Begs the Question

Nobody actually knows what this mean.

I figure I better write about this somewhere because I keep trying to stick this in other places.  In other words, I’m getting it off my chest.  I will also tell you a little bit about the concept of fallacies, which is a good way to know how to point out when someone is being inconsistent in an argument. (OK mainly useful with politicians, who are so often inconsistent…)

Do you know what Begs the Question means?

Many people use it to mean, “raises the question.”  But that is not what begs the question was supposed to mean.  Begs the Question is the category title of a particular type of fallacy.

In good arguments, there is a premise (what I assert to be true) and an argument (how I prove it to be true).  When you have a bad argument, one that has faulty logic, that argument is said to contain a fallacy.  There are something like forty different types of fallacies.  One of these types is “Begs the Question.”  This refers to someone who uses their premise to prove their premise.

An example of a bad argument, one that begs the question:

Promiscuity is bad because it results in the spread of loose morals.

The premise is that promiscuity is bad.  The argument is that this is because it results in the spread loose morals.  By definition promiscuity is loose sexual morals.  The person has just argued that: the act of engaging in loose morals is bad because then you have more loose morals.

Or even more simply: Doing A is bad because then you get more A…
Which is like totally bad…

In other words you’d have to accept that A is bad, before the fact that you get more A can prove your argument.  The speaker is trying to use his premise to prove his premise.

The useful thing about fallacies is that it’s a way to decide whether you should be persuaded about an argument, and a system that helps you notice when someone’s arguments are faulty.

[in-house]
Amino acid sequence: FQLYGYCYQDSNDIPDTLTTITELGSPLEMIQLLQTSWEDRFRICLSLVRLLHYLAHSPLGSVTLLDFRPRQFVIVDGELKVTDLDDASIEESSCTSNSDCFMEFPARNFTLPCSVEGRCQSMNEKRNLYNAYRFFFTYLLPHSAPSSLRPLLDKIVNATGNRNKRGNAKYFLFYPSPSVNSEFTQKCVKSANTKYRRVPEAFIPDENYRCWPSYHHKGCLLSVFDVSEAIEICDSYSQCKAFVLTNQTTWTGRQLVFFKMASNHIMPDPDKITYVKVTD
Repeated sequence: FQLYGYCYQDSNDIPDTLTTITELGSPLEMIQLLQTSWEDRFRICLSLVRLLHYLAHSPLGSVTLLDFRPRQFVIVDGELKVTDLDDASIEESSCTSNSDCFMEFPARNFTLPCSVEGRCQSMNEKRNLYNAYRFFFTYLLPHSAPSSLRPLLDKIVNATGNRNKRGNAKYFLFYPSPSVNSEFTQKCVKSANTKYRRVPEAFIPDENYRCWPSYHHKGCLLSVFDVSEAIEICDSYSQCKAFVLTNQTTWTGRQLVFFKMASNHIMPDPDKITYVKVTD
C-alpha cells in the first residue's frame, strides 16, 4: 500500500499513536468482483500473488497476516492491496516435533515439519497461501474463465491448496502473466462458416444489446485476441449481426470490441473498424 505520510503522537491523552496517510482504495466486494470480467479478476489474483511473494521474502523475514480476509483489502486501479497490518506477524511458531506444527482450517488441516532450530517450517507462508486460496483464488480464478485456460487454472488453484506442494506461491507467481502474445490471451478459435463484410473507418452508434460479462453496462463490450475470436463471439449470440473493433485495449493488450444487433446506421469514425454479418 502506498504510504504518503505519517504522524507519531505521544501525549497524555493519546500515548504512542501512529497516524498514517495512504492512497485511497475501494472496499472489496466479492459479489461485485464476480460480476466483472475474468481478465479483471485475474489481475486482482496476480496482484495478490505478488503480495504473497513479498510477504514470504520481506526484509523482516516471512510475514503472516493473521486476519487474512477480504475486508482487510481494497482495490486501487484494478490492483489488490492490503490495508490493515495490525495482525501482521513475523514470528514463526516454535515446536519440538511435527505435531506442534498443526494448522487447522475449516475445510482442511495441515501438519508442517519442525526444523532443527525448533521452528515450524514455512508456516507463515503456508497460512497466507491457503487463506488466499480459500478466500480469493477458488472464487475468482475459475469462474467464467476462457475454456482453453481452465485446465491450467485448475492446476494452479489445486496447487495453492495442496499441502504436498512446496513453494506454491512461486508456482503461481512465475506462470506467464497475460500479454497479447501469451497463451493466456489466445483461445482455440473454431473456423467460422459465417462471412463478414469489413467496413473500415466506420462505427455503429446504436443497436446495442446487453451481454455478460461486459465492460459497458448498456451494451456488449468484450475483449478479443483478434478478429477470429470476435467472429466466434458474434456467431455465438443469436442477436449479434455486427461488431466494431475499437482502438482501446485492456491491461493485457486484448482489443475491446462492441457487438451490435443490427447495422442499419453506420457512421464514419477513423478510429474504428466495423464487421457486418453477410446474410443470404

For instance, another fallacy is called the ‘slippery slope’ fallacy.  This one is a little misunderstood because we tend to say ‘it’s a slippery slope’ to mean that once we do this one thing it will lead the next thing.  But when the slippery slope is a fallacy, it points to an argument that says that if the first thing happens then something un-provable horrible will happen, such as…the end of the world and things like that.

Promiscuity is bad because it will lead to the downfall of our society.

Perhaps it could lead to the end of the world, but how do you prove that?  Do you have any data or verified facts? That argument fails to prove the premise that promiscuity is bad.  The slippery slope argument says A is bad because it results in the end of the world or whatever horrible thing you can think of, and tries to convince through fear.  If you can’t prove that b follows a, then you have a slippery slope fallacy.

If you call something a fallacy you are saying “that does not prove your point because your argument is faulty.”

What would a good argument look like?

Promiscuity is bad because having multiple sexual partners increases the rate of contracting a sexually transmitted disease.

Notice how I defined in a specific way what I mean by promiscuity, and gave a negative consequence that has some basis in proven facts?  At this point you have a decent argument and now you can decide if you should be persuaded.  Maybe you’d dismiss the consequence as bad enough to worry about.  But the argument is sound.

As some of you may have noticed we have a lot of speakers in the news and media arguing points without facts.  If you find fallacies interesting you can find out what to call the type of thing these speakers are doing wrong

As for the term ‘begging the question’, I think it has lost any real usefulness for what it was originally intended because of how often its misused.  People have gotten around this by saying “he (or she) is question begging.”  Now when you hear the term ‘question begging’ you’ll know what it means.  And I’ve gotten this off my chest… whew.

The link to the list of fallacies:

Fallacy description on The Writing Center

Lauren Torres – Lansing, IL
Copyright © 2011 [Lauren Torres]. All rights reserved
Do not reproduce with out express written permission.

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Notes on This article:

  1. My premise, ‘promiscuity is bad’ is not a well written one.  Bad how?  Bad is too general to allow verification, as it is more a matter of opinion.  However fallacies are about the argument, and not the premise, so I wanted to keep the premise simple.
  2. The slippery slope fallacy does not have to involve terrible consequences to be labeled a slippery slope.  The error is more about the fact that you have asserted that b follows a without proof.  Its easier to see this fallacy if you have an example that is more unlikely.  However, there can be subtle instances of this fallacy, where it does seem like b could happen because of a.


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